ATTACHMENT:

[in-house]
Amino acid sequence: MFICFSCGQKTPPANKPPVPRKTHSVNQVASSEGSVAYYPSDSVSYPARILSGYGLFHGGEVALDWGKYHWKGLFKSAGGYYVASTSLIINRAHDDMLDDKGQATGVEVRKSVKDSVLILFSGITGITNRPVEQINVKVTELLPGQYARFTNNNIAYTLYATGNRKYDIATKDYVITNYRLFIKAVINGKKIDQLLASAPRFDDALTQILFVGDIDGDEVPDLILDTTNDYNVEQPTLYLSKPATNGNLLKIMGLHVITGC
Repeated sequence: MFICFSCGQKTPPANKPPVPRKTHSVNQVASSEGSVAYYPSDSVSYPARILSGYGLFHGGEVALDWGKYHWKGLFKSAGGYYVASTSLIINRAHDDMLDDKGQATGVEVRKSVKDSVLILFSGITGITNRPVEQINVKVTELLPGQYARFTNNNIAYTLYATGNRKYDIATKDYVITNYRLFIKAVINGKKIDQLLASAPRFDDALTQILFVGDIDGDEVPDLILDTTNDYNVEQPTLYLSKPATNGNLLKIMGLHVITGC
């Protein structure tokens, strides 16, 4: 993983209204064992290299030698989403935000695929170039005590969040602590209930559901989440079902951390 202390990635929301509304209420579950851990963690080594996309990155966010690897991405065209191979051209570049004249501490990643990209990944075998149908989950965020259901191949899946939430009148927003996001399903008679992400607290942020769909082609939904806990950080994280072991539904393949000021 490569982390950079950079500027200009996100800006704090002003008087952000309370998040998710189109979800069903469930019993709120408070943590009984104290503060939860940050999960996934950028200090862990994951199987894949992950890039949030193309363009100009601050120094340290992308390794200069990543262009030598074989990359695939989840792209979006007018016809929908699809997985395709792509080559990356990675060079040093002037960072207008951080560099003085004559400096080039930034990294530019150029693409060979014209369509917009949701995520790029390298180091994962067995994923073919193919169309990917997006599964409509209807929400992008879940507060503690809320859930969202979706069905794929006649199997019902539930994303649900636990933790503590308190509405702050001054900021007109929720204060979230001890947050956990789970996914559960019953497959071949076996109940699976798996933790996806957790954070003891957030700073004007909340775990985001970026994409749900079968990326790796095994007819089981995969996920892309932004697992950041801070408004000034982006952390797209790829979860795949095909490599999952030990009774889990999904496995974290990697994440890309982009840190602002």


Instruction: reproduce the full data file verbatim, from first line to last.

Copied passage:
[in-house]
Amino acid sequence: MFICFSCGQKTPPANKPPVPRKTHSVNQVASSEGSVAYYPSDSVSYPARILSGYGLFHGGEVALDWGKYHWKGLFKSAGGYYVASTSLIINRAHDDMLDDKGQATGVEVRKSVKDSVLILFSGITGITNRPVEQINVKVTELLPGQYARFTNNNIAYTLYATGNRKYDIATKDYVITNYRLFIKAVINGKKIDQLLASAPRFDDALTQILFVGDIDGDEVPDLILDTTNDYNVEQPTLYLSKPATNGNLLKIMGLHVITGC
Repeated sequence: MFICFSCGQKTPPANKPPVPRKTHSVNQVASSEGSVAYYPSDSVSYPARILSGYGLFHGGEVALDWGKYHWKGLFKSAGGYYVASTSLIINRAHDDMLDDKGQATGVEVRKSVKDSVLILFSGITGITNRPVEQINVKVTELLPGQYARFTNNNIAYTLYATGNRKYDIATKDYVITNYRLFIKAVINGKKIDQLLASAPRFDDALTQILFVGDIDGDEVPDLILDTTNDYNVEQPTLYLSKPATNGNLLKIMGLHVITGC
């Protein structure tokens, strides 16, 4: 993983209204064992290299030698989403935000695929170039005590969040602590209930559901989440079902951390 202390990635929301509304209420579950851990963690080594996309990155966010690897991405065209191979051209570049004249501490990643990209990944075998149908989950965020259901191949899946939430009148927003996001399903008679992400607290942020769909082609939904806990950080994280072991539904393949000021 490569982390950079950079500027200009996100800006704090002003008087952000309370998040998710189109979800069903469930019993709120408070943590009984104290503060939860940050999960996934950028200090862990994951199987894949992950890039949030193309363009100009601050120094340290992308390794200069990543262009030598074989990359695939989840792209979006007018016809929908699809997985395709792509080559990356990675060079040093002037960072207008951080560099003085004559400096080039930034990294530019150029693409060979014209369509917009949701995520790029390298180091994962067995994923073919193919169309990917997006599964409509209807929400992008879940507060503690809320859930969202979706069905794929006649199997019902539930994303649900636990933790503590308190509405702050001054900021007109929720204060979230001890947050956990789970996914559960019953497959071949076996109940699976798996933790996806957790954070003891957030700073004007909340775990985001970026994409749900079968990326790796095994007819089981995969996920892309932004697992950041801070408004000034982006952390797209790829979860795949095909490599999952030990009774889990999904496995974290990697994440890309982009840190602002």